The new Maserati Grecale is luscious luxury wrapped in powerful performance for everyday use upholding the glorious traditions of the trident badge.
Maserati launched the new Grecale at The Retreat at Elcot Park, a lovely setting for pootling about and testing the road handling and comfort in normal conditions. Like the other names in the Maserati fold, the Grecale is named after the cool winds that come off the Mediterranean, originating in the Greek Islands.
Yes, the Levante is yesterday’s news. But is the Grecale a step up? In short, yes, it’s a big leap forward in every way.
There are three models in all. The top-of-the-range Trofeo has a whopping 3.0-litre twin turbo V6 Nettuno engine (Also in the Maserati MC-20 supercar) with 530 bhp, which does 0-62 mph in 3.8 secs with a top speed of 285 km or 177 mph. The GT does 0-62 mh in 5.6 secs with 300 bhp and the Modena 0-62 mph in 5.3 secs with 330 bhp. These both have 4.0-litre engines. So the Trofeo, but without the same power.
First off it uses the same platform as the Alfa Romeo Stelvio, already the result of massive investment and a stellar recommendation. The wheels grind a little at full lock on start, but that’s to be expected. The ride is luxurious and soft in normal mode but in sport mode is sure-footed and confident. The Grecale handles better in sport mode for those that enjoy driving.
Active air suspension is available as an option in all models, but the Trofeo and Modena get a mechanical rear diff with standard active shocks. The Grecale changes from off-road to sport mode and rises or lowers by a total 0f 6.5 cm, including dropping as you stop for an easy exit.
All three models are all-wheel-drive with a ZF eight-speed gearbox that is smooth and swift. The aluminium paddles are reassuringly solid and fun to play with. Gear changes are flawless in comfort mode, but the sports setting will keep you entertained.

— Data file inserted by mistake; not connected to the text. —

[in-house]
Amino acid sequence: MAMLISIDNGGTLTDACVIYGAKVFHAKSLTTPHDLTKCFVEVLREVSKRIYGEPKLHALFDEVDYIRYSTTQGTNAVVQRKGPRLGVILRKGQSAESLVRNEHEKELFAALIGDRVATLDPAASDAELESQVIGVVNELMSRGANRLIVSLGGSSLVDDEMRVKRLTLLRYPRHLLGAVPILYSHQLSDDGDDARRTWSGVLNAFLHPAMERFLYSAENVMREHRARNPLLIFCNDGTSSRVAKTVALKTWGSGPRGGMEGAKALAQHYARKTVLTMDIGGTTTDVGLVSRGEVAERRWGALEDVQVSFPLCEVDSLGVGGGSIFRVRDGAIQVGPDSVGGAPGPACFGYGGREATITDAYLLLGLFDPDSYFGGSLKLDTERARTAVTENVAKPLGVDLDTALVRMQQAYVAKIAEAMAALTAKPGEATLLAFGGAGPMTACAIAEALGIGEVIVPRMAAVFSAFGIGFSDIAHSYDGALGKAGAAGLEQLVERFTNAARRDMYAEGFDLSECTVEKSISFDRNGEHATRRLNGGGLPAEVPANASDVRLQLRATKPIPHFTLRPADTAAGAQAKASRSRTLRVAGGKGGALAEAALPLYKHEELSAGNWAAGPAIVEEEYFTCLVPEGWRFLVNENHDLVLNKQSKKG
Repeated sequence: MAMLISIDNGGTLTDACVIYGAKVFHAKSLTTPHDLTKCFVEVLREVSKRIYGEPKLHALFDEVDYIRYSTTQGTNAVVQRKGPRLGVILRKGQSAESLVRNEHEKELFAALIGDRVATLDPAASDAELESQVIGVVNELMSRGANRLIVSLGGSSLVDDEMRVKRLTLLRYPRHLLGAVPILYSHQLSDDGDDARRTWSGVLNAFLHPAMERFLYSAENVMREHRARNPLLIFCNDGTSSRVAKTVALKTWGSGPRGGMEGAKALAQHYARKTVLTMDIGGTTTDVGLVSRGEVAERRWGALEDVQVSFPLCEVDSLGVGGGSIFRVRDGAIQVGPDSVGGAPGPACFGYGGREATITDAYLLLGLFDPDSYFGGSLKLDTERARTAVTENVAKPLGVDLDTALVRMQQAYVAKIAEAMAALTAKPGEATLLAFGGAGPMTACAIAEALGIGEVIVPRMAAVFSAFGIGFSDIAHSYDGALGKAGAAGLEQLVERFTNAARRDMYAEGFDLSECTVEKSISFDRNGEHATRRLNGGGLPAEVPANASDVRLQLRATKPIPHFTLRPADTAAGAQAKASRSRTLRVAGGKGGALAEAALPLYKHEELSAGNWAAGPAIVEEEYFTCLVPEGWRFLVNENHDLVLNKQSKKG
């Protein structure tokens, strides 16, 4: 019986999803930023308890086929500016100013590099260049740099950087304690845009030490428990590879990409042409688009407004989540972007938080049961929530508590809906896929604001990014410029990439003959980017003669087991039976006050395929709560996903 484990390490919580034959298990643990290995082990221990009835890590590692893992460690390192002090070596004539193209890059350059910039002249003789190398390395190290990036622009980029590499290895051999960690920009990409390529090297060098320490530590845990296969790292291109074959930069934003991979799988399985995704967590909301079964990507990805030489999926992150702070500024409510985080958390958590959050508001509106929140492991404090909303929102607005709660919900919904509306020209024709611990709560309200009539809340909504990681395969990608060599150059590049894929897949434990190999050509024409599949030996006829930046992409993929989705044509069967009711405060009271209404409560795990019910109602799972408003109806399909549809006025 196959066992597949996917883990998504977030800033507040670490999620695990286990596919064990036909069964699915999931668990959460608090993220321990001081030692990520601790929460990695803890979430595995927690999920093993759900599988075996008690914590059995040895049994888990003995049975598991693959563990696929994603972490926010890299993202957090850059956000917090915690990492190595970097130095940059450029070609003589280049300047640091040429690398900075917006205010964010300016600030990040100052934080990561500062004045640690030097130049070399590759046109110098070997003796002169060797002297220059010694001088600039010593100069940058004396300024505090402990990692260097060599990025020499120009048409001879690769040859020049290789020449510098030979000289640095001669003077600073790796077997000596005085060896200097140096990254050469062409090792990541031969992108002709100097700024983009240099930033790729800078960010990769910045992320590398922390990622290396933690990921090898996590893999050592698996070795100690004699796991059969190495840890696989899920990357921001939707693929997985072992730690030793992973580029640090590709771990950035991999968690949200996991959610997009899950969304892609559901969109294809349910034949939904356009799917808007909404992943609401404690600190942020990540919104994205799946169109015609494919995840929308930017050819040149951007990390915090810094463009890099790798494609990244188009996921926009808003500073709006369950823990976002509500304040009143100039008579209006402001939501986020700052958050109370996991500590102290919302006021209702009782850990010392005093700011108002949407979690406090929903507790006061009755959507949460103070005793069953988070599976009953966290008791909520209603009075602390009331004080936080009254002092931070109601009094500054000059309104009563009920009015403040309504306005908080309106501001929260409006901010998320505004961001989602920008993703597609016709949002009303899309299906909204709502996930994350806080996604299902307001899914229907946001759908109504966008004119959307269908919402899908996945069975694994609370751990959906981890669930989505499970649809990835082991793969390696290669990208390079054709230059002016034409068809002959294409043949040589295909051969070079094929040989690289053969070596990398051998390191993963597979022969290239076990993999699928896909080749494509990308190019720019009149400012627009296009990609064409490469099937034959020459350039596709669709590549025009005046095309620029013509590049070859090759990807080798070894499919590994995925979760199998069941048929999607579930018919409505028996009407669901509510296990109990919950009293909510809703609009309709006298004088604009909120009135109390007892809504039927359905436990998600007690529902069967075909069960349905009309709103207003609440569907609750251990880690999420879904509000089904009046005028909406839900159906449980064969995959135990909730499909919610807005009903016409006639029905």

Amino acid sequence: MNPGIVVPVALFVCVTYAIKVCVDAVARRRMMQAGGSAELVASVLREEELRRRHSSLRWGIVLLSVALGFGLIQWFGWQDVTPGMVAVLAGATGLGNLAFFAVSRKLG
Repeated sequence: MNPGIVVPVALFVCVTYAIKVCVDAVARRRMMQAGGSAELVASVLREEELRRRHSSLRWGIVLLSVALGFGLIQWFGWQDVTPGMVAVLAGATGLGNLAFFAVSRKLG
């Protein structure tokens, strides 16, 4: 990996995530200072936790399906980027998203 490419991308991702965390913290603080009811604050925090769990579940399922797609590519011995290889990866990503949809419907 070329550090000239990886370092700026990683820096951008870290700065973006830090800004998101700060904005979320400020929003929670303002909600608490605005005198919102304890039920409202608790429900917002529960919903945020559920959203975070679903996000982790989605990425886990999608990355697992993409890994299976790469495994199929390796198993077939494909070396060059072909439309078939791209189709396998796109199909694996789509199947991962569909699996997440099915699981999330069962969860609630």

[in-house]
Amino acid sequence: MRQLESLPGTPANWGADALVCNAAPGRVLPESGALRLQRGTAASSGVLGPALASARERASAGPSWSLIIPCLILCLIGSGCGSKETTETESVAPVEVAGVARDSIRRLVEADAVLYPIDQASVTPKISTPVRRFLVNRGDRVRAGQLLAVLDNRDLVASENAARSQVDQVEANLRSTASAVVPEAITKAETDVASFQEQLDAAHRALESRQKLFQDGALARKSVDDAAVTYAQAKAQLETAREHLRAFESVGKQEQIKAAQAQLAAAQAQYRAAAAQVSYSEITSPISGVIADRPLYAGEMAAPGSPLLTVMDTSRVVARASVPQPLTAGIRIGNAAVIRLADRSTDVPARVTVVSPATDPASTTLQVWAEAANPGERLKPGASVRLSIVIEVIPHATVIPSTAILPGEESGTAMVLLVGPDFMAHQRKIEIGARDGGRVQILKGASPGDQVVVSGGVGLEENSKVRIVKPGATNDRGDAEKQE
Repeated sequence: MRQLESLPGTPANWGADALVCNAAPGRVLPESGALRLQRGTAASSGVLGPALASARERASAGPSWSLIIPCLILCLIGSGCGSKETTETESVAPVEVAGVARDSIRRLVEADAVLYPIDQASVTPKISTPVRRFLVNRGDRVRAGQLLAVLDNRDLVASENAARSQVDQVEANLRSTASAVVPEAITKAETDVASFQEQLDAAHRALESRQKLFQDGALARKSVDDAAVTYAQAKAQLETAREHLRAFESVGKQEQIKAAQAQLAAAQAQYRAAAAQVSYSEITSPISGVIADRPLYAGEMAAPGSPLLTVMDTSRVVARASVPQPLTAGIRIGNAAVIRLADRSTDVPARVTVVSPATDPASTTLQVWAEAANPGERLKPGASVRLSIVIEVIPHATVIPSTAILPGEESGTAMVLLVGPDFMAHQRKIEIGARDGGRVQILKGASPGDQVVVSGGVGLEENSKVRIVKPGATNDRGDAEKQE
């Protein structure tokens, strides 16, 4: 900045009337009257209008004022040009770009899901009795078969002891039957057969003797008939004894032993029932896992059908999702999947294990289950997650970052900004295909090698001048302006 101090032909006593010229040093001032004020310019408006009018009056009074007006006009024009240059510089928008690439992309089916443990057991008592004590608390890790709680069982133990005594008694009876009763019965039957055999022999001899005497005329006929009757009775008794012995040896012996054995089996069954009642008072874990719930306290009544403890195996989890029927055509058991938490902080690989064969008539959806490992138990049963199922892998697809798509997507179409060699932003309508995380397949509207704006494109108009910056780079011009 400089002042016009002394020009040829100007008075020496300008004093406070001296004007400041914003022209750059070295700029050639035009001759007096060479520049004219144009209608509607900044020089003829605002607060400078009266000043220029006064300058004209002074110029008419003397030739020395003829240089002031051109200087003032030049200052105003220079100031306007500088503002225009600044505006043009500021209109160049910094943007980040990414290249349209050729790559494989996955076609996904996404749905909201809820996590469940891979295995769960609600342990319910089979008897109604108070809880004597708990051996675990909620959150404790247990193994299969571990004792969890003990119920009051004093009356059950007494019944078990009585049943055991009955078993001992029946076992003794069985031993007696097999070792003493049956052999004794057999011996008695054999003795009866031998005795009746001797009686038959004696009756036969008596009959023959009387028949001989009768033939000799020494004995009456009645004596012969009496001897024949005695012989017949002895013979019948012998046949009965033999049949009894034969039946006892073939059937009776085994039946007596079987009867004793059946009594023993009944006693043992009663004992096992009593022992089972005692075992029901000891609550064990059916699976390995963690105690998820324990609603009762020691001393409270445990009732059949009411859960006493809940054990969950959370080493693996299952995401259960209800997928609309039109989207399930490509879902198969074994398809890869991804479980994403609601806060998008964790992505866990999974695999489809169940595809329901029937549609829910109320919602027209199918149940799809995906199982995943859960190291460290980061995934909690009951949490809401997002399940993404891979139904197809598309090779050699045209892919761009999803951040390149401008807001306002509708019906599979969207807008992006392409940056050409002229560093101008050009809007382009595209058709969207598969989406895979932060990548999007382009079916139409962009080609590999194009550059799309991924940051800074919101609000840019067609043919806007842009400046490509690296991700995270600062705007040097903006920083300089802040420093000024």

The steering is comfortable and tight enough to be engaging. Again sport mode shines out even for everyday use. You need that extra boost to get the response worthy of a Maserati. Normal mode is just for shopping or long motorways, where response is wasted.
A superb luxury interior stands out at this price point, Maserati has done everything here to elevate the cabin into the next stage of opulence. Fine, soft leather, contrast yellow stitching and quality materials throughout. Enjoy the exquisite aroma every time you get in.
The double 12.3” screen, with a lower 8.8” comfort screen, is easy to use. Though they have gotten rid of most of the buttons just as other brands were putting them back, particularly for the controls you needed to access quickly without screen scrolling. But it does make for a sleek and pared-down dashboard. The gears are buttons too, so no lever, adding more streamlined space between the passengers.
They've changed the interior dash clock to digital so now you can choose the faces.
Maserati aimed to be “best in class” offering more rear cabin space, more legroom and greater boot space than rivals. The interior is a success and will appeal to all this looking for impressive interior comfort and luxury.
Maserati has teamed up with the Italian sound system manufacturer, Sonus Faber. We can cut to the chase here, the Sonus Faber acoustic system is the finest I have ever heard. The bass cuts straight through the eardrum, forcing it to syncopate in time with every beat. Use with caution. The chassis and speakers were designed from the outset to fit together and produce the best possible sound, not simply fitted as an afterthought.
Alexa and Google Assistant will update you on the vehicle status, control smart home devices and send navigation information before you even enter the car. The overhead cameras make parking a cinch.
The rearview mirror is a screen, not a mirror, so rear visibility is good irrelevant of the size of the back window. Great, though you have to refocus your eye from the cars in front to the screen just a few inches away. Possibly an issue for those that need reading glasses.
It is a mid-size five-seater, so smaller than the Levante, more able in everyday use, thereby the “Everyday Exceptional” tagline. The product manager explained that Maserati is aiming for visual longevity so that the car still looks modern and up-to-date many years down the line. A difficult balance as it is hard to predict the styling fashion even a couple of years later.
However the car looks suitably alluring, powerful and refined, perhaps a little conservative, but sporty and appealing. It has the aggressive Maserati grille, the fabulous iconic trident badges and triple side holes picked out in red on the Trofeo.
It’s a balance. If you want the full Maserati, it has to be the Trofeo, but you get a lot of car for the price with the GT and the Modena. Actually, Maserati undercut their competitors when you consider performance, interior luxury and badge. This is a winner in a very competitive field.
Plus they offer a range of specialist livery colours inspired by Maserati’s historic racing heritage.
Maserati launches the Grecale Folgiore or lightning wind later this year, the all-electric version, which promises to be fulgurant.
The Maserati Grecale GT starts at £61,570
The Grecale Modena starts at£67,810
The Grecale Trofeo starts from £99,700